Since October 2008, debt-related recession has popped up one country to another. In Spain, like in Iceland, the recession has hit private mortgage-holders and other small borrowers very badly. The same counts for other countries. Part of the Icelandic solution is the so-called “110% way” for individuals and debt relief in general, in addition to changes in bankruptcy laws. The other European countries in recession need to consider if they can benefit from the same.
Iceland suffered a banking collapse in October 2008. The Government at the time didn’t rescue the banks; they were too big to safe. Consequently, after the collapse the main focus wasn’t on the debt taken over by the Government because of the banks – though there was some – but on the sky-rocketing mortgages, in particular for those borrowers who had taken out forex-linked/forex mortgages. These mortgages shot up because the Icelandic krona collapsed.
The plight of home-owners became the main political issue in Iceland and a problem that had to be resolved. In addition, the loans themselves were legally challenged. It turned out that linking interest rates to a foreign currency was illegal – but lending in foreign currency was legal. The loan contracts came in various forms meaning that some forex loans were legal, others not. The latest judgment in a series of judgments related to these loans stipulated that the interest rates should be the foreign interest rates, which were very low.
This latest ruling created a huge unbalance between those who had borrowed in foreign currencies and those whose mortgages were indexed in Icelandic krona, tied to the high interest rates in Iceland. The banks have re-calculated the forex loans and are now doing it again, where appropriate, after the latest rulings.
Apart from all this uncertainty regarding the forex loans the Government, together with mortgage lenders, has eventually found a solution for those who were saddled with mortgages – no matter what type – they could no longer afford. The short version is that mortgages are brought down to 110% of the value of the property. This means that sums above the 110% are written off. This is now called the “110% way” in Icelandic. In addition, banks have been willing to negotiate write-offs for companies.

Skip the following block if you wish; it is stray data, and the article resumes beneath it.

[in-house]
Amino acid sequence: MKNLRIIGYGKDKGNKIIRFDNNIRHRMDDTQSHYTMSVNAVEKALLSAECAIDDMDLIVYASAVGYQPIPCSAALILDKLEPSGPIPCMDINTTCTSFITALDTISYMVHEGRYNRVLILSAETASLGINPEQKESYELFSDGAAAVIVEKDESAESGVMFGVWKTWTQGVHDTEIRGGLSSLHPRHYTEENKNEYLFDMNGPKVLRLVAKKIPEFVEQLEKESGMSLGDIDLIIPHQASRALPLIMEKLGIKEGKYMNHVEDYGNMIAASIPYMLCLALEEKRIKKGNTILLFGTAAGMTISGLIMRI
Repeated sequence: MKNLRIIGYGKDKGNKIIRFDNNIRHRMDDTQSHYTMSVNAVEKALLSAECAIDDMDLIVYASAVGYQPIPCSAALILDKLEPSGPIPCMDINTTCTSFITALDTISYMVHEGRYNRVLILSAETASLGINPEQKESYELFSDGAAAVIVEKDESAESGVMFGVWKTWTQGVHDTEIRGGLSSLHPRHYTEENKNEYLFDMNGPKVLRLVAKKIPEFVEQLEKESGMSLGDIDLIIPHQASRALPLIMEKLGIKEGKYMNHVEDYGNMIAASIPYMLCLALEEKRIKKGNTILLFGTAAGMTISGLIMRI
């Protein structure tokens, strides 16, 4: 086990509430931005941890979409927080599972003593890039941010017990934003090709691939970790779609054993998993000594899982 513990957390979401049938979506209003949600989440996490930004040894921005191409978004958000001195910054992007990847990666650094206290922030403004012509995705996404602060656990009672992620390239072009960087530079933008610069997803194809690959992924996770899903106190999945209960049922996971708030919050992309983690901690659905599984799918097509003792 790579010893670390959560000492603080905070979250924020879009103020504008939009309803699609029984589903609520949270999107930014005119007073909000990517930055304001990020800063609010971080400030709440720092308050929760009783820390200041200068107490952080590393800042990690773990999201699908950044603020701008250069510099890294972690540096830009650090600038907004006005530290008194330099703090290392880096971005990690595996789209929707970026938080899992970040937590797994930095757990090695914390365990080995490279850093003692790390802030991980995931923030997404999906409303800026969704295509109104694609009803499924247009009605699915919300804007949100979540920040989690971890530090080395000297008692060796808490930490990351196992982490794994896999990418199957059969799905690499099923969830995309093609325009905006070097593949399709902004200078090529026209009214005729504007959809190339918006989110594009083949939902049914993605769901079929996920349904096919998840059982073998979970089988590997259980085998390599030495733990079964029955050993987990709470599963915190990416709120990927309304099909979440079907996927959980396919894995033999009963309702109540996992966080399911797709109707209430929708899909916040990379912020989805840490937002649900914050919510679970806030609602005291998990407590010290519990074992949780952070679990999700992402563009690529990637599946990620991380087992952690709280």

Ireland was hit by a banking crisis at the same time the Icelandic banks collapsed. Ireland, with very low public debt, took on the banking debt, didn’t properly clean up the banks until much later (and possibly still not enough) and wound up saddled with debt, which originated in a finance sector that lent too much to too few – as in Iceland – and lent too much into just one sector of the economy, construction. In Ireland, private debt migrated to the public sector. Losses that should have been born by the banking sector weren’t allowed to fall there, for fear of a financial meltdown spreading to other European countries.
Ireland is still not in a good place and might very well be forced to ask for more money from the European Union. Ireland, as Greece, has been forced to cut down on public service though the outlook in Greece is much more horrific. At least, Ireland is still attracting foreign investment, something so painfully lacking in Greece.
As in Iceland, home ownership is high in Spain. From mainly living in some sort of tenancy arrangements Spaniards took to home ownership in the latter part of last century like the Northern Europeans took to the Spanish beaches. With the housing boom and the Spanish Cajas focusing on mortgages there has been a fair bit of over-borrowing/over-lending to individuals in Spain as is clear from this insightful article in Der Spiegel, by Juan Moreno, a Spanish journalist who grew up and lives in Germany.
One of Moreno’s relatives in Spain profited from the boom, bought a truck and then several trucks. Now he is bankrupt. Bankruptcy in Spain is harsh – there is no end to it. In Iceland, bankruptcy laws have been changed and the debt period is now down to only two years. Theoretically, the debt can be kept alive longer but any creditor needs more than ordinarily good reasons for doing so. In Iceland, Moreno’s cousin Pepe would have the perspective of starting all over again after two years. And most likely, an Icelandic bank would have written most of the debt off and allowed Pepe to keep one truck, with which Pepe could make a living for himself and his family and the state would get some taxes.
At the core of Iceland’s best crisis recovery is debt relief. It certainly is true that the recession-hit euro countries need a growth plan – but they also need to look at such basic things as bankruptcy laws and writing off debt quite fiercely. Otherwise, no growth plan, however clever and well funded, will really help. If the Spaniards want a reason to go out and protest this is a good point to protest on: more write-offs on individuals and small companies and changes in the country’s bankruptcy law.
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